The NASA Space Shuttle Earth Observations Database for Global Change Science
The NASA Space Shuttle Earth Observations Database is a valuable source of data for research and reconstruction of Earth’s recent environmental history and thus for assessment of the human impact on global Earth processes. This data source, although having the longest length-of-record of any space-derived global change database, has not been fully exploited by scientists studying global changes. With the inception of NASA’s Mission to Planet Earth programme there is a need to integrate these important data into global change studies.
Global land processes such as land use, deforestation, soil and land degradation, erosion, desertification, soil salinisation, long-range dust transport, hydrological changes, and stream and reservoir sedimentation have been extensively documented during the more than 50 Space Shuttle missions flown during the past twelve years, as well as by similar baseline data acquired during the even earlier NASA manned spaceflights extending to 1961. These observations provide a unique perpective on our planetary habitat and add understanding and critically important early data points to our models of land use dynamics and their ecological implications.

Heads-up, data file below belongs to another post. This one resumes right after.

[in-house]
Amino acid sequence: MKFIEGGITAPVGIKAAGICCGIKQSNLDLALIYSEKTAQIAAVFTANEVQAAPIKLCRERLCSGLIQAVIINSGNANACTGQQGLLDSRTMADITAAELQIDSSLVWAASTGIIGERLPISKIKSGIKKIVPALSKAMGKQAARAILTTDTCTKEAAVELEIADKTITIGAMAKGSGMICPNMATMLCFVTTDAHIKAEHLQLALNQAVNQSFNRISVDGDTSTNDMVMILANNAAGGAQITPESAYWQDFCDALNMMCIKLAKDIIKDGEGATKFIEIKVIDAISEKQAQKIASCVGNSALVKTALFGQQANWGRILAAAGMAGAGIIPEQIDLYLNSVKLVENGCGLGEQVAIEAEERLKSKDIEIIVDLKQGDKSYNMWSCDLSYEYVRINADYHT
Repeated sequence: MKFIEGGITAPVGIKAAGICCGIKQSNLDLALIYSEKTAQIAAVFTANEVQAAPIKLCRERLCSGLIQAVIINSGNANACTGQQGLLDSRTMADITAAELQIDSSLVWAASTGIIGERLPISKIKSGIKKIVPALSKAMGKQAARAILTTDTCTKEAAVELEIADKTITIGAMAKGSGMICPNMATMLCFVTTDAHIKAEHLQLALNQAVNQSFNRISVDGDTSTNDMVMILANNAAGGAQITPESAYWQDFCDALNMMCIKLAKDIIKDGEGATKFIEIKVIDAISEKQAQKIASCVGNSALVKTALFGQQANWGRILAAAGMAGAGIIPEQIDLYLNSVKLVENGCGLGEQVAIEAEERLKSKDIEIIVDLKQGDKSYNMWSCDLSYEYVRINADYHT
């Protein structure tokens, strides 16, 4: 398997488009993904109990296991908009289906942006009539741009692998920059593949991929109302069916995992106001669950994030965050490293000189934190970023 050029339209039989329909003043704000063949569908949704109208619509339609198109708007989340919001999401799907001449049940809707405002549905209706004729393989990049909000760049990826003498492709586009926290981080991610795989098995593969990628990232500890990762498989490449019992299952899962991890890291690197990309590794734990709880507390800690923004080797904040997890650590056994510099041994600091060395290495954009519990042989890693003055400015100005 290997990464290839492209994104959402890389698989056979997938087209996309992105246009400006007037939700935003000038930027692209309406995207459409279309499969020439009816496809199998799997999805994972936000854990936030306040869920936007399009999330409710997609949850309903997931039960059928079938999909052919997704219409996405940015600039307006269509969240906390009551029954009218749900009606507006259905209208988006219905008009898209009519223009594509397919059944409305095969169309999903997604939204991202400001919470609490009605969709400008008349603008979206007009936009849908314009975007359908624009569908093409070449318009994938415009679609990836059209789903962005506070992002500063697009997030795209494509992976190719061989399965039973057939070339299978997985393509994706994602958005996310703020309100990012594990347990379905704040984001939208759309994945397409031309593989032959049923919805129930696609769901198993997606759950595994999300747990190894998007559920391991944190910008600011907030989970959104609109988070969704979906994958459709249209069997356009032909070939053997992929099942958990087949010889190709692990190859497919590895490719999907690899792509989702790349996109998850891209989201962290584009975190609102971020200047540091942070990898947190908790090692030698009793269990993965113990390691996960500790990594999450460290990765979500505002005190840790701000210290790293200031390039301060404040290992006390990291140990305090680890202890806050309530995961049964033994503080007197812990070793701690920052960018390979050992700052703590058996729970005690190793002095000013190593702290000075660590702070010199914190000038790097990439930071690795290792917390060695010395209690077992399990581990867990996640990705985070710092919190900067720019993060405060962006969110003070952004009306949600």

This paper discusses the Space Shuttle Earth Observations database, the imaging systems utilised during Space Shuttle missions and provides a case study of an application project conducted utilising these image datasets.
KeywordsBiomass Burning Dust Mercury Transportation
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